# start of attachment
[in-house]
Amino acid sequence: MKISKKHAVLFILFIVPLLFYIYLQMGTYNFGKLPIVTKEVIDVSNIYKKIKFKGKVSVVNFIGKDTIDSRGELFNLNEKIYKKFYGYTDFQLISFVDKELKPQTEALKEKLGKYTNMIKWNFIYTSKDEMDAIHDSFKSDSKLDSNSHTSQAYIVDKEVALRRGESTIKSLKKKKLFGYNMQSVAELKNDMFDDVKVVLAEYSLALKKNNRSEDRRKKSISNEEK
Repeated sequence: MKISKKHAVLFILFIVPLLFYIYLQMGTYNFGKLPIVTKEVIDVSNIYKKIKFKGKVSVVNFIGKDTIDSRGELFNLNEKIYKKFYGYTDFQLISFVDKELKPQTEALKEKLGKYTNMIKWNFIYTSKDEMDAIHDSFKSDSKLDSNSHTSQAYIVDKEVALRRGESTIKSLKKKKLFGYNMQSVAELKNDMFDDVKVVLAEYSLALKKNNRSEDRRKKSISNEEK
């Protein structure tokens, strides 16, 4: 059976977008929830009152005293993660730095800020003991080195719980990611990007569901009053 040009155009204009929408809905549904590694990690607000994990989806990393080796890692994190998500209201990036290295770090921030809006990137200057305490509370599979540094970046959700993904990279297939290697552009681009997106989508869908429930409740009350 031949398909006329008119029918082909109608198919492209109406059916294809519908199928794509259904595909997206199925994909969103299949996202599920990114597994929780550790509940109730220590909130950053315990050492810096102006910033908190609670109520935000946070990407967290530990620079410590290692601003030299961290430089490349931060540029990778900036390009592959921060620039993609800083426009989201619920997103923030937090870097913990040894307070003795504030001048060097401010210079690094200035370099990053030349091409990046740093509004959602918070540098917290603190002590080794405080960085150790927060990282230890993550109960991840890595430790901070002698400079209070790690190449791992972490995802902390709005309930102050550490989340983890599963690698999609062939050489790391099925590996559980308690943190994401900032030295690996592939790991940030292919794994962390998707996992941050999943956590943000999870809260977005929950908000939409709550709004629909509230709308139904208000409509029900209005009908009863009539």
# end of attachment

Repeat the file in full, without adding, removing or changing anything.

[in-house]
Amino acid sequence: MKISKKHAVLFILFIVPLLFYIYLQMGTYNFGKLPIVTKEVIDVSNIYKKIKFKGKVSVVNFIGKDTIDSRGELFNLNEKIYKKFYGYTDFQLISFVDKELKPQTEALKEKLGKYTNMIKWNFIYTSKDEMDAIHDSFKSDSKLDSNSHTSQAYIVDKEVALRRGESTIKSLKKKKLFGYNMQSVAELKNDMFDDVKVVLAEYSLALKKNNRSEDRRKKSISNEEK
Repeated sequence: MKISKKHAVLFILFIVPLLFYIYLQMGTYNFGKLPIVTKEVIDVSNIYKKIKFKGKVSVVNFIGKDTIDSRGELFNLNEKIYKKFYGYTDFQLISFVDKELKPQTEALKEKLGKYTNMIKWNFIYTSKDEMDAIHDSFKSDSKLDSNSHTSQAYIVDKEVALRRGESTIKSLKKKKLFGYNMQSVAELKNDMFDDVKVVLAEYSLALKKNNRSEDRRKKSISNEEK
């Protein structure tokens, strides 16, 4: 059976977008929830009152005293993660730095800020003991080195719980990611990007569901009053 040009155009204009929408809905549904590694990690607000994990989806990393080796890692994190998500209201990036290295770090921030809006990137200057305490509370599979540094970046959700993904990279297939290697552009681009997106989508869908429930409740009350 031949398909006329008119029918082909109608198919492209109406059916294809519908199928794509259904595909997206199925994909969103299949996202599920990114597994929780550790509940109730220590909130950053315990050492810096102006910033908190609670109520935000946070990407967290530990620079410590290692601003030299961290430089490349931060540029990778900036390009592959921060620039993609800083426009989201619920997103923030937090870097913990040894307070003795504030001048060097401010210079690094200035370099990053030349091409990046740093509004959602918070540098917290603190002590080794405080960085150790927060990282230890993550109960991840890595430790901070002698400079209070790690190449791992972490995802902390709005309930102050550490989340983890599963690698999609062939050489790391099925590996559980308690943190994401900032030295690996592939790991940030292919794994962390998707996992941050999943956590943000999870809260977005929950908000939409709550709004629909509230709308139904208000409509029900209005009908009863009539």